In June, 1891, Mr. Taintor embarked in the cement contracting business as a manager for a business firm of Springfield. The following year he put an interest in the business and still served as manager. The style of E. L. Martin Cement Company was that under which contracts were taken and executed for a number of years. In 1896 Mr. Taintor purchased a still larger interest and the business was known as "P. E. Taintor, manager of the E .L. Martin Cement Company." The growth of the enterprise and the financial return which Mr. Taintor received made it possible for him to become sole proprietor and on the 21st of January, 1902, he purchased the entire business, including the patents and plant. He then admitted his only son, Charles E. Taintor, to a partnership and the firm of P. E. Taintor & Son is now widely known in central Illinois. They do a general cement contracting business and have been extremely successful in securing large and lucrative patronage. Mr. Taintor always gives his personal attention to the details of his business and he has executed a large amount of work for the state at Champaign and Urbana. He has also secured many contracts made by the city of Springfield. He constructed the first combination curb and gutter ever built here and he has also done work for many private firms. His business has been steadily increasing every year and during the past three years Mr. Taintor has maintained the reputation of being the oldest contractor in his line in central Illinois. The firm does all kinds of cement work and the business is now a very important one.

On the 8th of December, 1875, in Sherburne, Chenango county, new York, Mr. Taintor was united in marriage to Miss Ella S. church, who was born April 26, 1855, a daughter of Benjamin and Caroline M. (Knapp) Church. Mrs. Taintor is a lady of culture and refinement. Prominent in social and club circles in the city, she is now a valued member of the Royal Neighbors of America, of Lilla Lodge, No. 63, D. of R., the American Home Circle, the Court of Honor, and the Women's Relief Corps. By her marriage she has become the mother of four children: Cora DeEtte, who was born May 12, 1877, and is a graduate of the Converse school; Charles Erving, who was born February 28, 1879, and took a course in the Springfield Business College, since which time he has been in partnership with his father; Pearl Elizabeth, who was born February 10, 1882, and was a member of the class of 1901, the first class graduated in the new high school; and Ruth Irene, who was born February 28, 1885, and was graduated in the high school in June, 1903. All of the family are members of the Baptist church and Mrs. Taintor is very active in the church societies. They have a well appointed residence at No. 1303 North Ninth Street, where hospitality reigns supreme.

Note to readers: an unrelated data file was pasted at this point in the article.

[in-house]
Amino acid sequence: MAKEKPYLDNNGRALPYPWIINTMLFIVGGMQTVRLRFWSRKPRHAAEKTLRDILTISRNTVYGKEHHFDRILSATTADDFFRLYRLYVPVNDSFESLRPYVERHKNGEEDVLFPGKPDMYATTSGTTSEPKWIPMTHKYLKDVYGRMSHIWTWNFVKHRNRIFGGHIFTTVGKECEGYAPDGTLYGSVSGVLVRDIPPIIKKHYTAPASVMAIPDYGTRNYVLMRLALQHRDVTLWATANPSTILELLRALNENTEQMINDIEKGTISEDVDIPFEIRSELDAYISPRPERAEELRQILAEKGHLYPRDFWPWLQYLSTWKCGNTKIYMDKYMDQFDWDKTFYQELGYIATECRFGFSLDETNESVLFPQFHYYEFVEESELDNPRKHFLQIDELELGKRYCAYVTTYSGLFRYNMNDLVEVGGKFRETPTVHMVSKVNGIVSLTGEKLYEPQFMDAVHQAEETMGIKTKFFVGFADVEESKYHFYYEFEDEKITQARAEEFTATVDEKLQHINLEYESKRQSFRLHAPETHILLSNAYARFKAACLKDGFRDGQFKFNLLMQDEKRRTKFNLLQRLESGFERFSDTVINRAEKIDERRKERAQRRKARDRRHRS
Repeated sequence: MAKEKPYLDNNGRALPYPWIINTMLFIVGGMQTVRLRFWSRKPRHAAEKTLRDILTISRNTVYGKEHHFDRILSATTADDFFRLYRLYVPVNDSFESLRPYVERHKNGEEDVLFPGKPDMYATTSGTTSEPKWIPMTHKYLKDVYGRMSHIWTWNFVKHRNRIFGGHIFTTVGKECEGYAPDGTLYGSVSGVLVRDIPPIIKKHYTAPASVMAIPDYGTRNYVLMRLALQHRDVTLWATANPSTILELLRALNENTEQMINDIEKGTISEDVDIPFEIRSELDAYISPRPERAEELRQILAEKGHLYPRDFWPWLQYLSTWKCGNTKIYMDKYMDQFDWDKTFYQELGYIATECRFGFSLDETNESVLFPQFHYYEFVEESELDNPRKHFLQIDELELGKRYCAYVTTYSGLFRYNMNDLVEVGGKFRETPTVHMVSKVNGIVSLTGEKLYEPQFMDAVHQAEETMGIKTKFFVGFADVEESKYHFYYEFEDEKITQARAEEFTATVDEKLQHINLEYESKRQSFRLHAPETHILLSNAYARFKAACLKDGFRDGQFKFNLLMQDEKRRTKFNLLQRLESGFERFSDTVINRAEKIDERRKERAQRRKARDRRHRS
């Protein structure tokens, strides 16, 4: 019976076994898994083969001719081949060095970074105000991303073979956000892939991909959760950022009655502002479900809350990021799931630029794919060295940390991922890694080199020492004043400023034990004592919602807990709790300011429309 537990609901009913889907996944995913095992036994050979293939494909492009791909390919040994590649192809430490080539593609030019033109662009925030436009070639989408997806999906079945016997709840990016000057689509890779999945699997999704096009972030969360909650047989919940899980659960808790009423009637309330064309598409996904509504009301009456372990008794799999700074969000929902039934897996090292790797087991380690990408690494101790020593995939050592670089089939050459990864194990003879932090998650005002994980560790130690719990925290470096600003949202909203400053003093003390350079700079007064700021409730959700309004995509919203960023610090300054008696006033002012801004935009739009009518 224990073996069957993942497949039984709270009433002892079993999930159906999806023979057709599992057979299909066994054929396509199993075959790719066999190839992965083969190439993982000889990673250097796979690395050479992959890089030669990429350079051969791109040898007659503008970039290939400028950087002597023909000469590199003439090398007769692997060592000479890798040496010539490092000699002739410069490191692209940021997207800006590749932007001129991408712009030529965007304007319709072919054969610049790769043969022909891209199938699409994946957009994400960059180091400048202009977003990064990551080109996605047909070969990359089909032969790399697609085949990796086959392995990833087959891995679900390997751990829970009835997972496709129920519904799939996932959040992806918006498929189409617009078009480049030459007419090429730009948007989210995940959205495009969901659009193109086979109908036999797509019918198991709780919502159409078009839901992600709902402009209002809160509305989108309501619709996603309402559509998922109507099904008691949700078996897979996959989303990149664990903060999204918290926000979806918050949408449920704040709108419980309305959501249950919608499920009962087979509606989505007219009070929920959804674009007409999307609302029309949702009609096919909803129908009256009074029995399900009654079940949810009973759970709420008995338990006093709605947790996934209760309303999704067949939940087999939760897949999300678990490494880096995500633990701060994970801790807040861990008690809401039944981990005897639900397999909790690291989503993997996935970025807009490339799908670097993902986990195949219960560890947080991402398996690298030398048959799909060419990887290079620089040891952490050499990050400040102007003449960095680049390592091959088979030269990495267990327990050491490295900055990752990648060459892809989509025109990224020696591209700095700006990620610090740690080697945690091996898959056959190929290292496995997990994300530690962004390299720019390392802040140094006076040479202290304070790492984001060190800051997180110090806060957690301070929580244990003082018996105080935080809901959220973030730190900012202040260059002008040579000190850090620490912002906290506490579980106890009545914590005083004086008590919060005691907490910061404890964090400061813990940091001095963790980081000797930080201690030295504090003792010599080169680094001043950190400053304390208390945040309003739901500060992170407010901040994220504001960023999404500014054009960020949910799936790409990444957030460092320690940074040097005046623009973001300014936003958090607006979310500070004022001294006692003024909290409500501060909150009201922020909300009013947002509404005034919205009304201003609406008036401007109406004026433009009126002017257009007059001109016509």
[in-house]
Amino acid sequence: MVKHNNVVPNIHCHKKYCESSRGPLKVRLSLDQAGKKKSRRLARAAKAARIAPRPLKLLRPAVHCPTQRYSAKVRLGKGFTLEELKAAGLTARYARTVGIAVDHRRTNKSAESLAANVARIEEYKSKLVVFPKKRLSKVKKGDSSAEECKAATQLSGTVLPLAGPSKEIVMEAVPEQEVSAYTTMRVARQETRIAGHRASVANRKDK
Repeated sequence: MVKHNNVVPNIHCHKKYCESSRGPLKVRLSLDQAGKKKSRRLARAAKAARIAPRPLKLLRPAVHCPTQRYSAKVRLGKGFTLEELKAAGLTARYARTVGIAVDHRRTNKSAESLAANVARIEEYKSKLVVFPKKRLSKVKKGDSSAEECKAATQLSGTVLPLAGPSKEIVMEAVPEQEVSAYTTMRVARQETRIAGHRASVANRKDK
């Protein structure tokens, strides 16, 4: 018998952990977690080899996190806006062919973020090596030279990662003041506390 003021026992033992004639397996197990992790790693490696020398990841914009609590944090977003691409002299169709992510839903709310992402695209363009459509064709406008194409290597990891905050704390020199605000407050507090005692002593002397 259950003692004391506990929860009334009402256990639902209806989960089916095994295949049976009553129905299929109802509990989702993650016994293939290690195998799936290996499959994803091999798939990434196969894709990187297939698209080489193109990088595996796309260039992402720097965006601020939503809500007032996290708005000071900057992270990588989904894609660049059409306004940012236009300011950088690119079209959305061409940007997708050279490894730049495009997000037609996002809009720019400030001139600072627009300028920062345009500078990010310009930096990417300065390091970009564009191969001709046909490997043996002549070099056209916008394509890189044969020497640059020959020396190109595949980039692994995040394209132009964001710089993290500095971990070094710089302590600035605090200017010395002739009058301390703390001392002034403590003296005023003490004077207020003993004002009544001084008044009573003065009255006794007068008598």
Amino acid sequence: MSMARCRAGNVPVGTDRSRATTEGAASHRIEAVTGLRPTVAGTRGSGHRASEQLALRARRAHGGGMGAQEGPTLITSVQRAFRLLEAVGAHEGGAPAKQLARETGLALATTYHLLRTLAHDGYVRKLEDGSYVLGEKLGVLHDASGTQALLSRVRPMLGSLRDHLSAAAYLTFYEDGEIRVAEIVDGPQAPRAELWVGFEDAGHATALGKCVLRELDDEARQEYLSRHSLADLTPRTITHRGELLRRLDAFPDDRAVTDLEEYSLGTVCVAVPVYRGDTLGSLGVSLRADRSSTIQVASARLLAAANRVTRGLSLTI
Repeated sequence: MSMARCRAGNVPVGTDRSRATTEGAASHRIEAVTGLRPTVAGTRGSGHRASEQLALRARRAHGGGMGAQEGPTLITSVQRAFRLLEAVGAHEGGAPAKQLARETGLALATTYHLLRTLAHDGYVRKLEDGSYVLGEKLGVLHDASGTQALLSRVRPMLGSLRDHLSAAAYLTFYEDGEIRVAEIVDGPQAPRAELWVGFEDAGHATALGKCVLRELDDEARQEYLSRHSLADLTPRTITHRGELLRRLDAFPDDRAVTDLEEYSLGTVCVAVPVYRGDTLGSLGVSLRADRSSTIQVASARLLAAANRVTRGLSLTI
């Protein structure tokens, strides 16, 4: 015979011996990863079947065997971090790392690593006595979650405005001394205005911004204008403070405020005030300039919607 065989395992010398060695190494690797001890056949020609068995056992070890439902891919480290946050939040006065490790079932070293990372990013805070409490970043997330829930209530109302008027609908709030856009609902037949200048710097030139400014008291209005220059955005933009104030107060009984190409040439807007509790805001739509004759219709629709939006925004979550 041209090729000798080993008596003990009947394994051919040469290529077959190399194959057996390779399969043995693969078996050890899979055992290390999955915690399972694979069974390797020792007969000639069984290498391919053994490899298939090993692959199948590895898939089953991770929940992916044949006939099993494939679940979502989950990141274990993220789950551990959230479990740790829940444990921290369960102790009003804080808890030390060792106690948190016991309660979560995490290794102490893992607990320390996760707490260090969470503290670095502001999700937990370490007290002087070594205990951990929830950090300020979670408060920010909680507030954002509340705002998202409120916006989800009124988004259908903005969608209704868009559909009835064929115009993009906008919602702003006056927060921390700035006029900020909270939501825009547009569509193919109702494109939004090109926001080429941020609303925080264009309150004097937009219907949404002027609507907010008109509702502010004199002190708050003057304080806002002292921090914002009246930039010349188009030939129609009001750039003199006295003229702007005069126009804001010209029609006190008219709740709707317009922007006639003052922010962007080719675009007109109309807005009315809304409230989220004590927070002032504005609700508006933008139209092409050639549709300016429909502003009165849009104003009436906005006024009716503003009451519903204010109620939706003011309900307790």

While not a member of the church Mr. Taintor contributes liberally to its support and is a co-operant factor in many public measures of benefit to the community. He votes with the Democracy and he is a member of Sangamon Lodge, No. 6, I.O.O.F., and is a charter member of Liberty Camp, No. 1534, M.W.A., in which he has served on the board of managers since its organization February 4, 1890. He was also for three years on the board of managers of Capital City Lodge, NO. 113, R.N.A., and he holds membership relations with Banner Lodge, No. 1, of the American Home Circle; the Court of Honor, No. 25; Royal Circle, No. 2, of which he was one of the board of managers for three years; and Head Camp, Fraternity of Crystal Light, of which he became a charter member. His business career is such as any man might be proud to possess. He began business on a small scale, but has greatly enlarged his business and has an extensive patronage among the leading cement contractors throughout the country. The growth of his business has been steady and rapid. He may truly be called a self-made man, for his prosperity is the crown of his own labors. Industry has been the golden key that has opened to him the portals of success. Perseverance, hard work, mastery of the details of his business and a determination that has overcome all obstacles are numbered among his chief characteristics. Success in life is something to be proud of, and the world is better for the life of every successful man.

Return to 1904 Biographies Index
Return to Sangamon County ILGenWeb